Love Where You Paint

We are excited to feature local artist Janie Ball today. Many of Janie’s pieces are currently being exhibited at Local Works right now! Visit Janie’s website to see her latest pieces and learn about upcoming shows.

HOW DO YOU CHOOSE YOUR SUBJECTS?

I am beyond grateful to live here surrounded by so much natural beauty, as well as, a city with its colorful living history and working waterfronts.

I truly love where I paint. In fact I use #lovewhereyoupaint on social media.

I am drawn to landscapes that have a sense of place. Often the subject is a location in which man and nature are coexisting side by side. Walking out my front door I’ll be inspired by a colorful fire hydrant surrounded by Indian Blanket Flowers. The same type of wildflowers that grew along the beach paths in the sand dunes and I picked growing up here as a child. It is often my personal relationship with the subject matter that resonates and compels me to paint it.

WHAT IS YOUR CREATIVE PROCESS? 

I would have to say that I have several different styles of painting. I have found that my mood, music, and surroundings influence which process I engage in. That process can change daily.

My abstract expressionism paintings are created using large palette knives on stretched canvas. These require a large workspace and, at times, working on a flat surface in order to build up layer after layer of thick paint. It is a very physical labor-intensive process of applying the oil paint over time, allowing the paint to dry between increasingly thicker layers of paint.

I describe my studio paintings as contemporary realism. They are inspired by reference photographs that I have taken locally, or during vacations in say New Mexico, or while painting in Maine. I’ve recently started a painting series of rusty old trucks and dinghies, which I’m really excited about exploring further.

Being an artist can mean you work in isolation a good bit.

As a counterpoint, I enjoy painting en plein air studies. Once a week, weather permitting, I meet up with the Sullivan’s Island Plein Air Painters at a predetermined location be it in downtown Charleston or Sullivan’s Island. For me, the process of painting out together is social.

Being part of a painting group is a chance to check in with other artists and share our mutual love of painting. I am indebted to Leslie Pratt-Thomas for introducing me to this inspiring group of women artists, which includes Collective artists; Anne Darby Parker, Lynn Hamontree, Susie Callahan, and former members Mary Hoffman and Elizabeth Middour.

 

Autumn’s Splendor – SOLD

WHAT INSPIRES YOU? 

My most personal source of inspiration is my grandmother, Anne Barnwell Ball.

Anne was a prolific plein air artist and a member of the Charleston Artist Guild during the 1950s and 1960s. She, unfortunately, passed away in 1970 when she was 53 and I was a year old. So I never knew Anne. I never got to paint with her.

Instead, I grew up studying the details of her watercolor paintings of downtown Charleston, Sullivan’s Island, and the shrimp boats of Shem Creek. So here I am 50 years later painting in the same city and sometimes even in the same locations that Anne did.

WHY IS SUPPORTING ‘LOCAL’ IMPORTANT? 

As a Charlestonian, I feel that we all have a unique responsibility to be stewards and advocates for preserving and strengthening the community we live and work in.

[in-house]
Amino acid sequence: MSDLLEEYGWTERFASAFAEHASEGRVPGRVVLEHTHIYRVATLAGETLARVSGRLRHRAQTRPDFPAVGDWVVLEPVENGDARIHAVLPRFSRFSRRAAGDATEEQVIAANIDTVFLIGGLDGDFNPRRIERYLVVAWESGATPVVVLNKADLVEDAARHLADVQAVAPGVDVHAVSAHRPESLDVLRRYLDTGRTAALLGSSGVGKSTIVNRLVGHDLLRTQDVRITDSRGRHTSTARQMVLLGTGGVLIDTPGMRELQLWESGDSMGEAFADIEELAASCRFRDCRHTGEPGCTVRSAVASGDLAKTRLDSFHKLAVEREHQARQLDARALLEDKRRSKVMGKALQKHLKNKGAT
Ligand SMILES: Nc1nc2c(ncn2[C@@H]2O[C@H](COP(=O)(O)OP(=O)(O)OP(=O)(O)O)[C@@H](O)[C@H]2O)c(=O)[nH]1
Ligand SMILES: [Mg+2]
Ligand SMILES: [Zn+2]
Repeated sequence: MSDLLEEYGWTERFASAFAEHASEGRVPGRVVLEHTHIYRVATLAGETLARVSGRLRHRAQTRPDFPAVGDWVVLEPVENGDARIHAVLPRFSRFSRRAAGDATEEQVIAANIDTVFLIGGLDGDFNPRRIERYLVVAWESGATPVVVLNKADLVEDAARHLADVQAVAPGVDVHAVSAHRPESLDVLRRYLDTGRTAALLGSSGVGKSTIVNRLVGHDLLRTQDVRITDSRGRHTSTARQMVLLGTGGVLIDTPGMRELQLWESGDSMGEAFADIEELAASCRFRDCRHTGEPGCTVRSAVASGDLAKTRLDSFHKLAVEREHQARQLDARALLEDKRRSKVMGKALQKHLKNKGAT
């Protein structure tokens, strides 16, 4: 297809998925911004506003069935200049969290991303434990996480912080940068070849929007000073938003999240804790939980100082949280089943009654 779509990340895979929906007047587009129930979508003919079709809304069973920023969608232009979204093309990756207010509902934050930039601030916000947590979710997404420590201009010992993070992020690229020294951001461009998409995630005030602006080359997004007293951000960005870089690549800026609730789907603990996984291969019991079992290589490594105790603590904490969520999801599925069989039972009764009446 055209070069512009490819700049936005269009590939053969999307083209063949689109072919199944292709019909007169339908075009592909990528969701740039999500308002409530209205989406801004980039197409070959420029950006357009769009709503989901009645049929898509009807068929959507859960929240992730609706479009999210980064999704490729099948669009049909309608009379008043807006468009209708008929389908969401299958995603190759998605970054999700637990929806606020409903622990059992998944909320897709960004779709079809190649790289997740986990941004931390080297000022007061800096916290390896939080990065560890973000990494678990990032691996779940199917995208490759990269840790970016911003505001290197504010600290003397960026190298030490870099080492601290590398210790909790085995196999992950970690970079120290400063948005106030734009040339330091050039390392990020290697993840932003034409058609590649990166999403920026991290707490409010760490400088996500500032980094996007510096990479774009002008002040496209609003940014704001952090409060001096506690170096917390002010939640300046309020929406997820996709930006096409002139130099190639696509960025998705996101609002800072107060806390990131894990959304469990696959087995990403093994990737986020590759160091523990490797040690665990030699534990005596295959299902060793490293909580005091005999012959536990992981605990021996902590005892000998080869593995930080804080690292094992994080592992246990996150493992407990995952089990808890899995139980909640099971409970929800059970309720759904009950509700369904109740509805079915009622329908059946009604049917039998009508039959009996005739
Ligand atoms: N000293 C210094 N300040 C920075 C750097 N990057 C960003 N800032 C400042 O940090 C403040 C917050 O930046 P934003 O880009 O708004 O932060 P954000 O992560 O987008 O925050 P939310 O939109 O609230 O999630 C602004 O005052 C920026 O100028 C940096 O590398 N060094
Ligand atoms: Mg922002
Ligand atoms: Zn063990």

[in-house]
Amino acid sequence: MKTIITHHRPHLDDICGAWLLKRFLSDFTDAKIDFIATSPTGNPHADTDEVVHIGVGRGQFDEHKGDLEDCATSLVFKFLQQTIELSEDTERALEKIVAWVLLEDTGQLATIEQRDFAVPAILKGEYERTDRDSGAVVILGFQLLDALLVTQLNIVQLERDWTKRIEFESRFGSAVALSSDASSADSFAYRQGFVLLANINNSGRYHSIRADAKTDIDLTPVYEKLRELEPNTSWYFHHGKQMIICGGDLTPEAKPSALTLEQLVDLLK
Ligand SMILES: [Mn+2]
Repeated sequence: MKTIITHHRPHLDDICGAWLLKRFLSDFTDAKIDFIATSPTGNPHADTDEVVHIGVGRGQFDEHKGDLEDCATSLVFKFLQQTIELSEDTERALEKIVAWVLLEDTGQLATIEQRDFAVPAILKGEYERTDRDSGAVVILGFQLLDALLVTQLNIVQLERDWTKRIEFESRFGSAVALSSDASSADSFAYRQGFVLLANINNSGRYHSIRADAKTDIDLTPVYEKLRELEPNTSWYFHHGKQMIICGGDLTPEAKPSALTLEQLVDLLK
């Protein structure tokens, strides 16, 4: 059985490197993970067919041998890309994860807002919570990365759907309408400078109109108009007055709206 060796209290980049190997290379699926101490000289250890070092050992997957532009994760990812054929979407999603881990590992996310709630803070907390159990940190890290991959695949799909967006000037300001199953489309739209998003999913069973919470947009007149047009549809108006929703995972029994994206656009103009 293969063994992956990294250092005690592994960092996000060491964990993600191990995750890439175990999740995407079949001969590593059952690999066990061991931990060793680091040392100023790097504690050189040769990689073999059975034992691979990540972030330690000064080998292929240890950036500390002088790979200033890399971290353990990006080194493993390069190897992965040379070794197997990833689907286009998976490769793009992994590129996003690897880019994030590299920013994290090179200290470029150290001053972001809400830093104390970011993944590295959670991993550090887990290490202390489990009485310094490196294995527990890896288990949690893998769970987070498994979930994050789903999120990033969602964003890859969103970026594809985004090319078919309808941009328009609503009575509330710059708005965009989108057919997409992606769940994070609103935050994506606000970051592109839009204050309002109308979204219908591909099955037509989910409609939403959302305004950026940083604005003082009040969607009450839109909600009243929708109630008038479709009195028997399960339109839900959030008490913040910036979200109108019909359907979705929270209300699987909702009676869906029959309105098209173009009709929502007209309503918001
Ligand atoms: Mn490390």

I am a proud Loyalist member of Lowcountry Local First. In fact, when I’m painting out in the Charleston community, I’m more often than not wearing a LLF “Local” t-shirt because it’s so vitally important to support local artists.

One of the founding principles of Charleston Artist Collective is that we are committed to gifting 5% of our sales to a local nonprofit. It is important to us as artists and community members to give back to where we live and work. Since it’s founding in 2010, the CAC has given over $100,000 to Charleston-area nonprofit organizations.

As you know, we love co-working and collaboration! 

How has the Charleston Artist Collective impacted the way you engage with the artistic community here in Charleston?

I believe the best thing about being a Charleston artist is that the artists organically support and lift each other up. It is not unusual for artists to be helping each other to reach higher and achieve goals that might have been out of reach without these relationships. I’ve spoken with artists from other regions and countries and this is not always the case in a field that can be very competitive.

Being selected as a member of the Charleston Artist Collective instantly connected me to the other artists in the Collective, expanding my sphere. I guess the best way to put it is that there is strength in numbers. We have a greater presence as a group of artists and a larger impact as donors than I would ever have as an individual artist.

Being a member of CAC means that I’m part of something much bigger than myself, my website, and social media presence.

As a direct result of my partnership with Charleston Artist Collective, I have participated in numerous group and regional shows, and having my first solo exhibition of my paintings, here at Local Works.

While the Collective was founded as an online gallery and has operated as such for the last five years, we are all very excited to truly be a traditional “Local” business having opened the Studio at 414 Wilden Street in Mount Pleasant’s Old Village.

Jordan Amaker
Director of Marketing & Communications
Director of Marketing & Communications